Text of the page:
Book Editor discovers a first book with tantalizing possibilities, but clearly, it’s a mess. The novel it will become exists as much in Book Editor’s imagination as it exists on the page. She buys it for a nominal sum. She works many hours (mostly nights and weekends), over several drafts to coax out of Writer the best book it can be. She closely line edits the final draft. Then she goes into marketing mode, making sure the book is titled, positioned, packaged and presented properly. She makes an obsessive pest of herself, both in and out of house, in the service of the book. But in the end her and Writer’s long labors are rewarded! The novel becomes a major bestseller, launching a long career for Writer, bringing the company years of pure profit.

Three years later Book Editor is fired, with three month’s severance pay.

A book editor should participate in such a bonanza along with the publisher, agent and writer. When a book editor’s work is extensive (re-structuring, re-plotting, re-writing) and substantially contributes to the final book, a one or two or three percent royalty is not too much to ask. If a book editor is on staff at a company, such a royalty should begin only after the advance has earned out, or after some number of copies which insure the company’s target profitability have sold.

Many agents now use freelancers such as myself to perfect a manuscript or a proposal before it is sent to a publishing house. It’s nearly impossible for an editor to get promising but not ready-to-publish projects past “editorial boards,” comprised mostly of sales and marketing folks. (Sales and marketing folks don’t think like editors, even though editors must have marketing mojo to be successful.) And when a company has bought a title on the basis of a proposal (probably co-written by a freelance editor) the manuscript that arrives needing major work is, more often than not, farmed out to a freelance editor.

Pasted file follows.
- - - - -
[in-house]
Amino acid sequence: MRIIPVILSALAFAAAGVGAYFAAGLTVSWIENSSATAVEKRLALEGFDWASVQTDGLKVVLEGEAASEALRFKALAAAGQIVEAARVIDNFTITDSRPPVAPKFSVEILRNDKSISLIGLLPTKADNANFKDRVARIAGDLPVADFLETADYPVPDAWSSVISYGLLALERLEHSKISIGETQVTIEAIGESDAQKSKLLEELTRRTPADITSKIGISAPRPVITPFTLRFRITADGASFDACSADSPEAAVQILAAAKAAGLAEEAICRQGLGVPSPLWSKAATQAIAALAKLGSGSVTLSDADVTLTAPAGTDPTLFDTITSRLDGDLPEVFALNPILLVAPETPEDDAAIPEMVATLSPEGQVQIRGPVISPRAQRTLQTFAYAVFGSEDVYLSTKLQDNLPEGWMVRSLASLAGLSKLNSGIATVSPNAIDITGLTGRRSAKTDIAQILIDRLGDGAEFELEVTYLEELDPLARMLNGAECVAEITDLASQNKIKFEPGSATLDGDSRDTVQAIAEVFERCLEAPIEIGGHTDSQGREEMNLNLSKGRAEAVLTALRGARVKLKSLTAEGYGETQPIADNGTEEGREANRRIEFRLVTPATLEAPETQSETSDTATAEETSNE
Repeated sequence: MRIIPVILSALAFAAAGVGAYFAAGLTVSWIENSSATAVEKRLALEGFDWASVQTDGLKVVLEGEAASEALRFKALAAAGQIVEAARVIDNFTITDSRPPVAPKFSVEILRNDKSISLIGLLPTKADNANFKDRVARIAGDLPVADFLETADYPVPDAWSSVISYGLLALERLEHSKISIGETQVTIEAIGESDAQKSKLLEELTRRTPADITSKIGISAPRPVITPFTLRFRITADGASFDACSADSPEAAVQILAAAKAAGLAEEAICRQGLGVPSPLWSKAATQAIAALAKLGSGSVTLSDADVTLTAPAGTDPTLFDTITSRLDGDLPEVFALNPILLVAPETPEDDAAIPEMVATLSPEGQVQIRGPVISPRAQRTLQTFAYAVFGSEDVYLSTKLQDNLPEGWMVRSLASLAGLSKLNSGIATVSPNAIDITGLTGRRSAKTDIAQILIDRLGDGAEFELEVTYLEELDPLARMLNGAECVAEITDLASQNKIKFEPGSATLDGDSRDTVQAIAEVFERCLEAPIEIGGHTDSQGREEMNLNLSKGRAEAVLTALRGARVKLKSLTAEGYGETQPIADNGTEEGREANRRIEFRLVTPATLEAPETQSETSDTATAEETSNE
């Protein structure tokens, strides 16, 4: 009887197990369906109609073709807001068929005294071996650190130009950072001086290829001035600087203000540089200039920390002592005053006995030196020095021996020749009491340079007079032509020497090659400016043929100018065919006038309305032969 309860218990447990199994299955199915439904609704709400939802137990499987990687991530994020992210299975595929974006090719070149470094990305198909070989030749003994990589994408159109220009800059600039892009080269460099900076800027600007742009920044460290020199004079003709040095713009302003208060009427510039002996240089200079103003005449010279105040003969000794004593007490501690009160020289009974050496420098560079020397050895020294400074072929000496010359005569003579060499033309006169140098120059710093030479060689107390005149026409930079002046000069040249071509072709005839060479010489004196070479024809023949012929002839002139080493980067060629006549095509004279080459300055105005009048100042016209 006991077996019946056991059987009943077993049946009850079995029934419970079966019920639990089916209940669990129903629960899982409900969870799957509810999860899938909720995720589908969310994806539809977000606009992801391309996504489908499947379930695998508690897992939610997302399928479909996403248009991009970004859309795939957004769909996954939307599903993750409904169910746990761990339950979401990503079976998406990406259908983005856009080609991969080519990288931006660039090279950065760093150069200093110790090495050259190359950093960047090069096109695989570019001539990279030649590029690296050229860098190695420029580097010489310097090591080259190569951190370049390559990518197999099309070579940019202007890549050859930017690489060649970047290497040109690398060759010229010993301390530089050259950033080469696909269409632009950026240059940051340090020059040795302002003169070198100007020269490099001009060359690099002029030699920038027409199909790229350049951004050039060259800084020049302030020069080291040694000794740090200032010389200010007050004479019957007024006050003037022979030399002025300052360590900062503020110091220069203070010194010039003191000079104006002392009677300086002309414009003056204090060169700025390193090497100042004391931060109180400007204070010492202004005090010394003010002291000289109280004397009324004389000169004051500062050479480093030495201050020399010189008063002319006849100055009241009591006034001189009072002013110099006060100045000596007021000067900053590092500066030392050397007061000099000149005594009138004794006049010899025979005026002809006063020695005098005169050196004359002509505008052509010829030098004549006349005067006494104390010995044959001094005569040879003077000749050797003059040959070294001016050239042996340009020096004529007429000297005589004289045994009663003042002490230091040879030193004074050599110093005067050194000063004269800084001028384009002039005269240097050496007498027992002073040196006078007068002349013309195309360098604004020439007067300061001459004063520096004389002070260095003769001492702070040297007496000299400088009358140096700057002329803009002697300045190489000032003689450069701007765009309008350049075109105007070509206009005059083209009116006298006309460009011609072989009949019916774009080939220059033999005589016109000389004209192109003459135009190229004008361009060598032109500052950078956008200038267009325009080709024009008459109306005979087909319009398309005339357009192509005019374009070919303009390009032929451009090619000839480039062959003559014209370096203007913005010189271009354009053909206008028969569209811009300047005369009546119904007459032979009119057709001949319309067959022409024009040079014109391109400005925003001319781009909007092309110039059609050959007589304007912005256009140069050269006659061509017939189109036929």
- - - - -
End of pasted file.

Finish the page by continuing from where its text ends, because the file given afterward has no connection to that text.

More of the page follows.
As a freelancer, I miss the worldly, bookish, hurly burly (and the expense accounts!) of NYC publishing. But I love being able to focus on the work of helping a writer produce a potentially important or lucrative (or both!) book. I can arrive at an agreement with the writer without an intermediary. I don’t have to jump management/marketing/sales/moneymen hurdles to get to my work.

I wonder if there will still be book editors at major publishing houses in five to ten years, or if all extensive editing be done by freelancers. Will freelancers team up with agents? Or will we team up with author’s who become internet publishers of their own work? Perhaps we’ll simply go on as we do now, anonymously serving the cause of good reading and good writing. The pasture is greening.

At Harcourt, Ann Patty’s bestsellers were Jenna Blum’s Those Who Save Us, Emma Donoghue’s Slammerkin, Michel Faber’s The Crimson Petal and the White, Yann Martel’s Life of Pi, and Abigail Thomas’ A Three Dog Life. Her website is

DISCUSS: Do book editors deserve a cut of the profits?

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Guest contributors to Publishing Perspectives have diverse backgrounds in publishing, media and technology. They live across the globe and bring unique, first-hand experience to their writing.